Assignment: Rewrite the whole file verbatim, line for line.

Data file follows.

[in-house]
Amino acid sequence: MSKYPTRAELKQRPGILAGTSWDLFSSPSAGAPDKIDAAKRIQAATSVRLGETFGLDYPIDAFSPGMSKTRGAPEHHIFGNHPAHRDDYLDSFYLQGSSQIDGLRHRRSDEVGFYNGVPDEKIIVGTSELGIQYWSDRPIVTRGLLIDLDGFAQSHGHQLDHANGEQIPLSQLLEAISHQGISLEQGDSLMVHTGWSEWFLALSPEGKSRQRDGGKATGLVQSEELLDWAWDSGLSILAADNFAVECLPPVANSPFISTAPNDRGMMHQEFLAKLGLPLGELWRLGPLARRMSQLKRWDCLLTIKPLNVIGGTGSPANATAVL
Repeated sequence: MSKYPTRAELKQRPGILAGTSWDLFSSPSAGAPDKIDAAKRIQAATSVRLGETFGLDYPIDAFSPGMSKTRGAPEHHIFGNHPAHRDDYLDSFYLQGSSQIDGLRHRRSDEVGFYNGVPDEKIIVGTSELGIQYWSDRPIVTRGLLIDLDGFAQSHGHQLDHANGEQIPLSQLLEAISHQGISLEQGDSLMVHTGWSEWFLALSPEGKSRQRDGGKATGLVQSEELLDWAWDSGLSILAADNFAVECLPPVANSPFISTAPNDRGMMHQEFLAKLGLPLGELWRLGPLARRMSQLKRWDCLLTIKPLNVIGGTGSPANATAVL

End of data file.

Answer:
[in-house]
Amino acid sequence: MSKYPTRAELKQRPGILAGTSWDLFSSPSAGAPDKIDAAKRIQAATSVRLGETFGLDYPIDAFSPGMSKTRGAPEHHIFGNHPAHRDDYLDSFYLQGSSQIDGLRHRRSDEVGFYNGVPDEKIIVGTSELGIQYWSDRPIVTRGLLIDLDGFAQSHGHQLDHANGEQIPLSQLLEAISHQGISLEQGDSLMVHTGWSEWFLALSPEGKSRQRDGGKATGLVQSEELLDWAWDSGLSILAADNFAVECLPPVANSPFISTAPNDRGMMHQEFLAKLGLPLGELWRLGPLARRMSQLKRWDCLLTIKPLNVIGGTGSPANATAVL
Repeated sequence: MSKYPTRAELKQRPGILAGTSWDLFSSPSAGAPDKIDAAKRIQAATSVRLGETFGLDYPIDAFSPGMSKTRGAPEHHIFGNHPAHRDDYLDSFYLQGSSQIDGLRHRRSDEVGFYNGVPDEKIIVGTSELGIQYWSDRPIVTRGLLIDLDGFAQSHGHQLDHANGEQIPLSQLLEAISHQGISLEQGDSLMVHTGWSEWFLALSPEGKSRQRDGGKATGLVQSEELLDWAWDSGLSILAADNFAVECLPPVANSPFISTAPNDRGMMHQEFLAKLGLPLGELWRLGPLARRMSQLKRWDCLLTIKPLNVIGGTGSPANATAVL